# Lesson 34 Solving Linear Trigonometric Equations Pre Calculus

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Lesson 34 – Solving Linear Trigonometric Equations Pre. Calculus 2/16/2022 Pre. Calculus 1

FAST FIVE – Skills/Concepts Review n EXPLAIN the difference between the following 2 equations: n n (a) Solve sin(x) = 0. 75 (b) Solve sin-1(0. 75) = x n Now, use you calculator to solve for x in both equations n Define “principle angle” and “related acute angle” 2/16/2022 Pre. Calculus 2

FAST FIVE – Skills/Concepts Review

(A) Review n n We have two key triangles to work in two key ways (i) given a key angle, we can determine the appropriate value of the trig ratio & (ii) given a key ratio, we can determine the value(s) of the angle(s) that correspond to that ratio We know what the graphs of the two parent functions look like and the 5 key points on each curve 2/16/2022 Pre. Calculus 4

(B) Solving Linear Trigonometric Equations n We will outline a process by which we come up with the solution to a trigonometric equation it is important you understand WHY we carry out these steps, rather than simply memorizing them and simply repeating them on a test of quiz 2/16/2022 Pre. Calculus 5

(B) Solving Linear Trigonometric Equations n Solve 2/16/2022 Pre. Calculus 6

(B) Solving Linear Trigonometric Equations n Work with the example of sin(θ) = -√ 3/2 n Step 1: determine the related acute angle (RAA) from your knowledge of the two triangles Step 2: consider the sign on the ratio (-ve in this case) and so therefore decide in what quadrant(s) the angle must lie Step 3: draw a diagram showing the related acute in the appropriate quadrants Step 4: from the diagram, determine the principle angles n n n 2/16/2022 Pre. Calculus 7

(B) Solving Linear Trigonometric Equations Solns n Work with the example of sin(θ) = -√ 3/2 n Step 1: determine the related acute angle (RAA) from your knowledge of the two triangles (in this case, simply work with the ratio of √ 3/2) θ = 60° or π/3 n Step 2: consider the sign on the ratio (-ve in this case) and so therefore decide in what quadrant the angle must lie quad. III or IV in this example 2/16/2022 Pre. Calculus 8

(B) Solving Linear Trigonometric Equations n Step 3: draw a diagram showing the related acute in the appropriate quadrants n Step 4: from the diagram determine the principle angles 240° and 300° or 4π/3 and 5π/3 rad. 2/16/2022 Pre. Calculus 9

(B) Solving Linear Trigonometric Equations n n n One important point to realize I can present the same original equation (sin(θ) = - √ 3/2 ) in a variety of ways: (i) 2 sin(θ) = -√ 3 (ii) 2 sin(θ) + √ 3 = 0 (iii) Find the x-intercepts of f(θ) = 2 sin(θ) + √ 3 (iv) Find the zeroes of f(θ) = 2 sin(θ) + √ 3 2/16/2022 Pre. Calculus 10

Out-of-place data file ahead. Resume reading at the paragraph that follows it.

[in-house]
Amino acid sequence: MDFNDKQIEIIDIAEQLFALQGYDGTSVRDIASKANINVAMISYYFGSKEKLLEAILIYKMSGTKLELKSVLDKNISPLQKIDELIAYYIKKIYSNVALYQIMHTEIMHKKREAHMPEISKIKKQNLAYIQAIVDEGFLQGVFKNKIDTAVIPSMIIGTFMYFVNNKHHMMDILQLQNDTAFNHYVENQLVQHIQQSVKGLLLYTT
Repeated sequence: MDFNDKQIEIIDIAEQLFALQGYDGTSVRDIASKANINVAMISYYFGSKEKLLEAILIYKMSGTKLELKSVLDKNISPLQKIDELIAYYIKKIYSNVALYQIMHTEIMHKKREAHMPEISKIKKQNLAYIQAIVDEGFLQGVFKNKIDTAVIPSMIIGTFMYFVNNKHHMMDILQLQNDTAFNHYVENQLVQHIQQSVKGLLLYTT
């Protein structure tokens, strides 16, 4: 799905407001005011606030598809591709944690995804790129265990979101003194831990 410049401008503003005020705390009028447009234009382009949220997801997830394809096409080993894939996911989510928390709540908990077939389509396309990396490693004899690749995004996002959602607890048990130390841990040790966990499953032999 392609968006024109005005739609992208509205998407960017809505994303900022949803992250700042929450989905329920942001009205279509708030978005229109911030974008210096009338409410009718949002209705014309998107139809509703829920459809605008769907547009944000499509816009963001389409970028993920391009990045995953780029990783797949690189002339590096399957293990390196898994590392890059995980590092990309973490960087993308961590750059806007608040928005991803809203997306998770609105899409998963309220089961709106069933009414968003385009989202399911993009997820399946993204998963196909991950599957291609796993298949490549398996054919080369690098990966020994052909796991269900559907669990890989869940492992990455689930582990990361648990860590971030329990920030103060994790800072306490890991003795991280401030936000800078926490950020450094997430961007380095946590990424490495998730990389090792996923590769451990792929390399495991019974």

(B) Solving Linear Trigonometric Equations n A second important point to realize I can ask you to solve the equation in a variety of restricted domains (as well as an infinite domain) n (i) Solve 2 sin(θ) = -√ 3 on [-2π, 2π] (ii) Solve 2 sin(θ) + √ 3 = 0 on [-4π, π/2) (iii) Find the x-intercepts of f(θ) = 2 sin(θ) + √ 3 on (2π, 0) (iv) Find ALL the zeroes of f(θ) = 2 sin(θ) + √ 3, given an infinite domain. n n n 2/16/2022 Pre. Calculus 11

(C) Further Examples n Solve the following without a calculator 2/16/2022 Pre. Calculus 12

(C) Further Practice n Solve the following for θ: 2/16/2022 Pre. Calculus 13

(C) Further Practice n Solve without a calculator 2/16/2022 Pre. Calculus 14

(D) Review – Graphic Solutions n We know what the graphs of the trigonometric functions look like n We know that when we algebraically solve an equation in the form of f(x) = 0, then we are trying to find the roots/zeroes/x-intercepts n So we should be able to solve trig equations by graphing them and finding the x-intercepts/intersection points 2/16/2022 Pre. Calculus 15

(E) Examples (with Technology) n Solve the equation 3 sin(x) – 2 = 0 2/16/2022 Pre. Calculus 16

(E) Examples n Solve the equation 3 sin(x) – 2 = 0 n The algebraic solution would be as follows: n We can set it up as sin(x) = 2/3 so x = sin-1(2/3) giving us 41. 8° (and the second angle being 180° - 41. 8° = 138. 2° Note that the ratio 2/3 is not one of our standard ratios corresponding to our “standard” angles (30, 45, 60), so we would use a calculator to actually find the related acute angle of 41. 8° n 2/16/2022 Pre. Calculus 17

(E) Examples n We can now solve the equation 3 sin(x) – 2 = 0 by graphing f(x) = 3 sin(x) – 2 and looking for the x-intercepts 2/16/2022 Pre. Calculus 18

(E) Examples n n Notice that there are 2 solutions within the limited domain of 0° < x < 360° However, if we expand our domain, then we get two new solutions for every additional period we add The new solutions are related to the original solutions, as they represent the positive and negative co-terminal angles We can determine their values by simply adding or subtracting multiples of 360° (the period of the given function) 2/16/2022 Pre. Calculus 19

(E) Examples n Solve the following equations: 2/16/2022 Pre. Calculus 20

(F) Solving Equations with Technology n The monthly sales of lawn equipment can be modelled by the following function, where S is the monthly sales in thousands of units and t is the time in months, t = 1 corresponds to January. n (a) How many units will be sold in August? (b) In which month will 70 000 units be sold? (c) According to this model, how many times will the company sell 70 000 units over the next ten years? n n 2/16/2022 Pre. Calculus 21

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